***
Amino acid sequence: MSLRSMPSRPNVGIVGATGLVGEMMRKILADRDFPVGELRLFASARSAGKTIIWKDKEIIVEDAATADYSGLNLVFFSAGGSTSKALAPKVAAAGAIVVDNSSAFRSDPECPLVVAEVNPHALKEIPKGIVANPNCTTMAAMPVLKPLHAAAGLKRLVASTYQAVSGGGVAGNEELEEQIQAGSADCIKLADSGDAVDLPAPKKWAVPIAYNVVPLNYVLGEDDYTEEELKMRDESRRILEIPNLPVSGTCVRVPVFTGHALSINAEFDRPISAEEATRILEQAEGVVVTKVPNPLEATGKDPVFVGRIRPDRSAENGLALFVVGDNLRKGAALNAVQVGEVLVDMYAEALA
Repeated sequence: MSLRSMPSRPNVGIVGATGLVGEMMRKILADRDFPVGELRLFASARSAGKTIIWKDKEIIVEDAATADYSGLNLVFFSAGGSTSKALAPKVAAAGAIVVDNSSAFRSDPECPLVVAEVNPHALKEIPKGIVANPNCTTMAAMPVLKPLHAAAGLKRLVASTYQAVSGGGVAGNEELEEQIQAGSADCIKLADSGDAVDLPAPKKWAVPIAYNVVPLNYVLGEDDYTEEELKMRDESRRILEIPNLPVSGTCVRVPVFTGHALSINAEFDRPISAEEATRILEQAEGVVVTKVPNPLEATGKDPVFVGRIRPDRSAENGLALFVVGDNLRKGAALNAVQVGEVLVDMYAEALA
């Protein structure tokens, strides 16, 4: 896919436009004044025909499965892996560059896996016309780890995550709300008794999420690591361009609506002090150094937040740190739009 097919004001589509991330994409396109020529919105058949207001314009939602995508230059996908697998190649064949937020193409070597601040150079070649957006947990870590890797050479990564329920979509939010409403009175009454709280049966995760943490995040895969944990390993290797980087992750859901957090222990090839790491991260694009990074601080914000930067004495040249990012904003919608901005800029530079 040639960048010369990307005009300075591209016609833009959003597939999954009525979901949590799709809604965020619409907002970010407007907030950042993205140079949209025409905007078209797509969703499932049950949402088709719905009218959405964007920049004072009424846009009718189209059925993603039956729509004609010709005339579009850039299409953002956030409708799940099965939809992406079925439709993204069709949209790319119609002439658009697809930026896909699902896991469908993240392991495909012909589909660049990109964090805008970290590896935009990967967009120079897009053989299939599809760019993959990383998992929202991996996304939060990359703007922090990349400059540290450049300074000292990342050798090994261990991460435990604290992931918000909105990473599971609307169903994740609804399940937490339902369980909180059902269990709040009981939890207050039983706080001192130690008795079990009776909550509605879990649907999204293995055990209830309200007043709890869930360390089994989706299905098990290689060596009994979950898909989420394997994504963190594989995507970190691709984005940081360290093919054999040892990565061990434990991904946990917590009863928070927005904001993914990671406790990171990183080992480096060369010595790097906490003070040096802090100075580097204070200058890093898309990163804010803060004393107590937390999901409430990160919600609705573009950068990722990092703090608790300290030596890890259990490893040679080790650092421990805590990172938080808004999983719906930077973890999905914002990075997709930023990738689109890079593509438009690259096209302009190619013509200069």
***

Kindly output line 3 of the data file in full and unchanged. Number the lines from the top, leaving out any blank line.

């Protein structure tokens, strides 16, 4: 896919436009004044025909499965892996560059896996016309780890995550709300008794999420690591361009609506002090150094937040740190739009 097919004001589509991330994409396109020529919105058949207001314009939602995508230059996908697998190649064949937020193409070597601040150079070649957006947990870590890797050479990564329920979509939010409403009175009454709280049966995760943490995040895969944990390993290797980087992750859901957090222990090839790491991260694009990074601080914000930067004495040249990012904003919608901005800029530079 040639960048010369990307005009300075591209016609833009959003597939999954009525979901949590799709809604965020619409907002970010407007907030950042993205140079949209025409905007078209797509969703499932049950949402088709719905009218959405964007920049004072009424846009009718189209059925993603039956729509004609010709005339579009850039299409953002956030409708799940099965939809992406079925439709993204069709949209790319119609002439658009697809930026896909699902896991469908993240392991495909012909589909660049990109964090805008970290590896935009990967967009120079897009053989299939599809760019993959990383998992929202991996996304939060990359703007922090990349400059540290450049300074000292990342050798090994261990991460435990604290992931918000909105990473599971609307169903994740609804399940937490339902369980909180059902269990709040009981939890207050039983706080001192130690008795079990009776909550509605879990649907999204293995055990209830309200007043709890869930360390089994989706299905098990290689060596009994979950898909989420394997994504963190594989995507970190691709984005940081360290093919054999040892990565061990434990991904946990917590009863928070927005904001993914990671406790990171990183080992480096060369010595790097906490003070040096802090100075580097204070200058890093898309990163804010803060004393107590937390999901409430990160919600609705573009950068990722990092703090608790300290030596890890259990490893040679080790650092421990805590990172938080808004999983719906930077973890999905914002990075997709930023990738689109890079593509438009690259096209302009190619013509200069």